Wow, 500 au pairs! That is how many au pairs attended the Sunday gone in the London BAPAA Au Pair Welcome Event. The event brought together au pairs from many different BAPAA agencies for some fun activities, socialising and above all finding new friends.
Tuuli, Smartaupairs Director was the host for the day, joined by Simge and Gianna from Smartaupairs team and other helpers from seven other BAPAA agencies.
Connie and Essential Travel have worked together on an article to introduce the program to young people seeking cultural exchange.
“The main purpose of the Au Pair experience is the cultural exchange, learning a different culture by living alongside a family in the host country. Therefore, it is important that a candidate is not afraid to try out new things and has a positive and flexible approach. As the Au Pair will be spending the majority of the time with their host family, they must enjoy family life, spending time with children, and taking part in family activities for instance.”
The article also notes the main benefits that au pairs get out of the program:
– It could be a great way to learn a language if that’s your aim
– There’s no worry about commuting as you will be living with the family
– If you are lucky, you may even get your own car, TV, mobile or land in a place with a pool!
– You will really get to grips with a foreign culture as you will be living it
If you are interested in taking part in the au pair program, we can help! We specialise in placements to Australia, as we have our very own office in Sydney. We can also help with placements in Europe.
Contact us on 0800 917 8166 or email@example.com for more information.
On Sunday, the Sun Herald newspaper featured a very informative article about the shortage of au pairs and the need for an au pair visa in Australia. We recommend that host families start interviewing 3-6 months in advance and many of our regular family are already interviewing now for their au pair to start in July/August!
To counter the seasonal shortage of au pairs, the industry is lobbying the federal government to introduce a specific au pair working holiday visa, so au pairs can stay with the one family for 12 months instead of the present six-month limit. Australian demand for au pairs has doubled in the past three years, agencies said, as families realise they are a more flexible form of childcare than long-day care or after-school care, and far cheaper to employ than nannies.
Today is Connie Lee’s first day as part of our smartaupairs team.
She has taken on the role as our Business Development Manager with the view of developing and further growing smartaupairs au pair agency.
Connie has graduated from university with a degree in business studies and she therefore has the knowledge and capabilities to enable her to take on this varied role.
She has also previously worked for the family business and therefore has the understanding on how small businesses are run and operate, and we have therefore no doubt that she will easily adapt to our close knit team at smartaupairs.
Connie enjoys spending time with family and close friends, and also has an interest in maintaining a healthy lifestyle and enjoying different forms of fitness such as yoga which she has recently taken up.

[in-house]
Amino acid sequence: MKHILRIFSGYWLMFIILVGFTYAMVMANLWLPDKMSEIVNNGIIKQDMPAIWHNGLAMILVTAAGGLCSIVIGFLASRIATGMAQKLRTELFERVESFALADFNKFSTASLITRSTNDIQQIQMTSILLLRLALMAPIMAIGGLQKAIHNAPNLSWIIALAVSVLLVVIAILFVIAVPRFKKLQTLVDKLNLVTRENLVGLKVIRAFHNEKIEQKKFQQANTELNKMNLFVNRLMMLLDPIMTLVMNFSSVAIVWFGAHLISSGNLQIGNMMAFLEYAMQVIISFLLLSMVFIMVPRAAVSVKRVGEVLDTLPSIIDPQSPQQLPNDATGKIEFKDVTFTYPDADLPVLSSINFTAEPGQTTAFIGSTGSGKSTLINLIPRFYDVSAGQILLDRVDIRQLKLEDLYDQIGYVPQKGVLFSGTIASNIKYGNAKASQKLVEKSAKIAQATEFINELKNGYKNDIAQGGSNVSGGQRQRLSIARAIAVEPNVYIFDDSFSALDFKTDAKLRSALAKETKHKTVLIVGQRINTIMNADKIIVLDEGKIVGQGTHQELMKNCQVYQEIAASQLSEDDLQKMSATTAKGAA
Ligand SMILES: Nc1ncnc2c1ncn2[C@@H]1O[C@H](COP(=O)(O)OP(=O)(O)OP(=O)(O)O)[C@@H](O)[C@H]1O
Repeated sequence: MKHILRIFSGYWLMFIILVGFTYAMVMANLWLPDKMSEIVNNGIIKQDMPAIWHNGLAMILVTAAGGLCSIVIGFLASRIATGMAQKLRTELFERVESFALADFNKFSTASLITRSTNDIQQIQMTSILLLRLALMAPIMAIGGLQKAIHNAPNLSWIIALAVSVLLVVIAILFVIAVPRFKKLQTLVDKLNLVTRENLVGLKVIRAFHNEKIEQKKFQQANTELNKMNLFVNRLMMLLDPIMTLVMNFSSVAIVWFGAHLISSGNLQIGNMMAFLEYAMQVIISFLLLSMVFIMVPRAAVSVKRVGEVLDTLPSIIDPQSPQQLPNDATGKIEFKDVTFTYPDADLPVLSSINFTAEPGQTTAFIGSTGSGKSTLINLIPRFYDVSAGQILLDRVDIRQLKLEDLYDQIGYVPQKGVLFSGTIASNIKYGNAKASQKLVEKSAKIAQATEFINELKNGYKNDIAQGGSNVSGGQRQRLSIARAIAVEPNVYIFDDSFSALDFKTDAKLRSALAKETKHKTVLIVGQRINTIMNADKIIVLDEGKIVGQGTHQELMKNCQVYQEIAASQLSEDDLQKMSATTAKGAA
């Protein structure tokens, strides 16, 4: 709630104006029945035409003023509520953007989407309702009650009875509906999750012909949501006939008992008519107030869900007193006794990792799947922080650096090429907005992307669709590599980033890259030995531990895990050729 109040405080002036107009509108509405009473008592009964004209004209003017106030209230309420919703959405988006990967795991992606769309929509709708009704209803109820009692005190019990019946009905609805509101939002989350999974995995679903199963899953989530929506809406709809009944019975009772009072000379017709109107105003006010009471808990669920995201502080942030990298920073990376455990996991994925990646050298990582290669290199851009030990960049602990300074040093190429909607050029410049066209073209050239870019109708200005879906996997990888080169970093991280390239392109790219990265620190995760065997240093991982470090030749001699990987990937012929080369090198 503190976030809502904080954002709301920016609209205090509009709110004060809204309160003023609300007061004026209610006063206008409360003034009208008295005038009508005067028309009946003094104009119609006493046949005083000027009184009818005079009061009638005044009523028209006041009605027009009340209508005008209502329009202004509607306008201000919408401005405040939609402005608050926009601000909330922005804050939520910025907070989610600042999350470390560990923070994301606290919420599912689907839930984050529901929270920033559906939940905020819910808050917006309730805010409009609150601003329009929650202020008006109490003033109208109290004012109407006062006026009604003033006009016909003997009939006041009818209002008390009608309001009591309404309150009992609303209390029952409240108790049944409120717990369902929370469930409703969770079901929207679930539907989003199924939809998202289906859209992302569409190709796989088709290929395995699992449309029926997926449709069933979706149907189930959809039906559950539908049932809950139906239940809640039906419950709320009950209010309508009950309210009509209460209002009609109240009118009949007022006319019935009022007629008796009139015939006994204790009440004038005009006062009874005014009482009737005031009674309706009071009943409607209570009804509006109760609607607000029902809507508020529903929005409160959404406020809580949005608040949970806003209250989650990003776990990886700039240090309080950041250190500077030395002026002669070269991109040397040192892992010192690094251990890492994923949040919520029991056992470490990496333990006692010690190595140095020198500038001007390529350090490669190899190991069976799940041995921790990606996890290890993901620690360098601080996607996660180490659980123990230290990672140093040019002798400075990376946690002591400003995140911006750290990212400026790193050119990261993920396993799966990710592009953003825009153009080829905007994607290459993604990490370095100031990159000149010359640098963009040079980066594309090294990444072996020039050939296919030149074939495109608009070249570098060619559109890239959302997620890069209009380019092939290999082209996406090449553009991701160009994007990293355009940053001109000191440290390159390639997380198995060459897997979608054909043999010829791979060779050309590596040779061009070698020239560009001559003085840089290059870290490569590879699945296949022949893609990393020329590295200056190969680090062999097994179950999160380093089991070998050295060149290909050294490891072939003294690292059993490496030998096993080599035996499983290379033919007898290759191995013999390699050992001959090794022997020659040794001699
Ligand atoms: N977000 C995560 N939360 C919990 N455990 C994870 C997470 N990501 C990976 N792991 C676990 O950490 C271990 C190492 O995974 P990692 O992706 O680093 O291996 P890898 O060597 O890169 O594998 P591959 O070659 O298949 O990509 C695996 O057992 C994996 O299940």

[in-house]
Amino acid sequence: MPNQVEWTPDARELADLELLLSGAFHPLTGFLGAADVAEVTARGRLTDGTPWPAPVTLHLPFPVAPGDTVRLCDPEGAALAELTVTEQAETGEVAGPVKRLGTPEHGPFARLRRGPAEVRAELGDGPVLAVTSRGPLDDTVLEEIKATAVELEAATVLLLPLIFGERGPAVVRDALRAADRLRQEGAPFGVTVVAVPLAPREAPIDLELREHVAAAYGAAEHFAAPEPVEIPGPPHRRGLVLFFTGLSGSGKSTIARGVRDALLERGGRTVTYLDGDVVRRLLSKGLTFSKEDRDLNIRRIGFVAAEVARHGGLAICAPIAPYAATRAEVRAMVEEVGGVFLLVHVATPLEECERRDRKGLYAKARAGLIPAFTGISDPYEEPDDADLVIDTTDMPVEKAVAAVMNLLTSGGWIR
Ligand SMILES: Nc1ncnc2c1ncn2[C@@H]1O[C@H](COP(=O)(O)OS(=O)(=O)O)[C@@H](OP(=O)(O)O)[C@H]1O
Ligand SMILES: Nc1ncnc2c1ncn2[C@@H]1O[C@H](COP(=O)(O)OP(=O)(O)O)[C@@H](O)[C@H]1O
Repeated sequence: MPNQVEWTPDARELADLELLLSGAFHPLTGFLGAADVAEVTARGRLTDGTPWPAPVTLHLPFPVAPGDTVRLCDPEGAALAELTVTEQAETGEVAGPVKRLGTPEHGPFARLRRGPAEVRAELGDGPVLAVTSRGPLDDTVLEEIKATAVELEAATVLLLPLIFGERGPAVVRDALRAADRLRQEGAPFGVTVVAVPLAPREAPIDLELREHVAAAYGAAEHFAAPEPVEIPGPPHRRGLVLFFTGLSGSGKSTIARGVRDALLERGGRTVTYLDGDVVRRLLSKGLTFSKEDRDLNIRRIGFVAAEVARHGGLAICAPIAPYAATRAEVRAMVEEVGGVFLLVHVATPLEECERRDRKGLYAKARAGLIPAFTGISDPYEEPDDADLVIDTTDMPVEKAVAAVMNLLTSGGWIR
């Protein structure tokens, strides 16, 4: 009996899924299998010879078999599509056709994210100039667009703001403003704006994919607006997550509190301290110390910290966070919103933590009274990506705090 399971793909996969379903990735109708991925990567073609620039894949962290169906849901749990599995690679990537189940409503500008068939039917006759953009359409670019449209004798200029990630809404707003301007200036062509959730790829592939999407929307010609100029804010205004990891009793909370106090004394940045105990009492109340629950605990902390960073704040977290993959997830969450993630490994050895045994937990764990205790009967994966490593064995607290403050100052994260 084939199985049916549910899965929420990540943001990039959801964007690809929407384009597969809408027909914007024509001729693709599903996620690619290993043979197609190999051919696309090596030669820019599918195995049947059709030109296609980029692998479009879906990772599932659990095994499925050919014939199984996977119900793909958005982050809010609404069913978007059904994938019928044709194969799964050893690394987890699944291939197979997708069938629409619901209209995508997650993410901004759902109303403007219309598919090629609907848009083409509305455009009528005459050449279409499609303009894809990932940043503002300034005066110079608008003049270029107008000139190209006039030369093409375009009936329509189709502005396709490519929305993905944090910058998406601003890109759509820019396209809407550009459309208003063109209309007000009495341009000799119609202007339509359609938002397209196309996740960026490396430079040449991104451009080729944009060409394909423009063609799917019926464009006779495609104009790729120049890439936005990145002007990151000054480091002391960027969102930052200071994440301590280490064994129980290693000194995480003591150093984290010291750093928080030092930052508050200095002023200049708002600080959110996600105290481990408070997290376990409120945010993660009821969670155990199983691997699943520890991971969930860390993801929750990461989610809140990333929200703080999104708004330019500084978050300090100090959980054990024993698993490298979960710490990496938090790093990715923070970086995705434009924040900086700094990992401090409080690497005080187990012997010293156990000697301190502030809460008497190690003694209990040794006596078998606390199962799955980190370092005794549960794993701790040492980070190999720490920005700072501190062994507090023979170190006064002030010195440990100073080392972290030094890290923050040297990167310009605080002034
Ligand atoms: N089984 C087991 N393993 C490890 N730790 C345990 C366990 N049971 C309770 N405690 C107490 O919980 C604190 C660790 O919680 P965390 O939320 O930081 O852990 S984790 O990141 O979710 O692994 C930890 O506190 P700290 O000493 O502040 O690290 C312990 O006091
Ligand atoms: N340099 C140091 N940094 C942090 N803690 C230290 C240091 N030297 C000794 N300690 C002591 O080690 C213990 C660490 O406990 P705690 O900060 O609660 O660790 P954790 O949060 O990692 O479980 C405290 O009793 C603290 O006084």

Additionally she enjoys travelling and learning about new and different cultures, having visited and travelled within Asia, she would very much one day like to travel around America, and travel the famous route 66!
“Women taking a break in their careers or going part-time to look after their babies or preschool-aged children seems to get a lot more attention and support from governments, the media and society in general.
What’s often not talked about are the women who decide to step off the corporate ladder to spend more time with their teenage children. When your kids are older there’s a fair chance your career is in full-flight and respect from your superiors and peers is growing as fast as your responsibilities and hours.
What motivates women to put on the brakes and pull back in their careers at a time when their workplaces need them just as much as their teenage children?”
“Nicole Kofkin worked fulltime for almost 20 years, primarily in the marketing area of the travel industry in the UK. She loved her work-from-home days but in order to step up to the next level, including managing a team, she was told she had to be in the office every day, which would have meant gruelling commuting and a 60-hour week.
Kofkin set up a Sydney au pair agency called Smartaupairs to enable her to work part-time and have the flexibility to be there for her boys, now aged 9 and 12, as they entered their teenage years. One-third of the families she has on her books have teenage children. They employ au pairs – young women from Europe and America – to live in the home and act as big sisters, role models, homework helpers and a “taxi service” when their parents can’t be around fulltime.
Kofkin: “It would never be voiced but you know in the corporate world if you make the decision as a mum to go part-time or ask for flexibility, it can affect your career. You know the employer will say ‘Oh well, there will be someone else to step into that position to do everything we want’.
I had to make a big decision to go part-time and for women who do that I think they deserve a pat on the back for that bravery.
Not everyone is in the situation where they can start their own business but you have to respect that other people want the flexibility you have. I’m proud that amongst the entire team I employ, not a single person works nine to five, five days a week. I employ several part-timers, including one mum who works some of the time from home. We all have a life outside work. Having that flexibility to work part time creates so much more happiness and fulfilment.”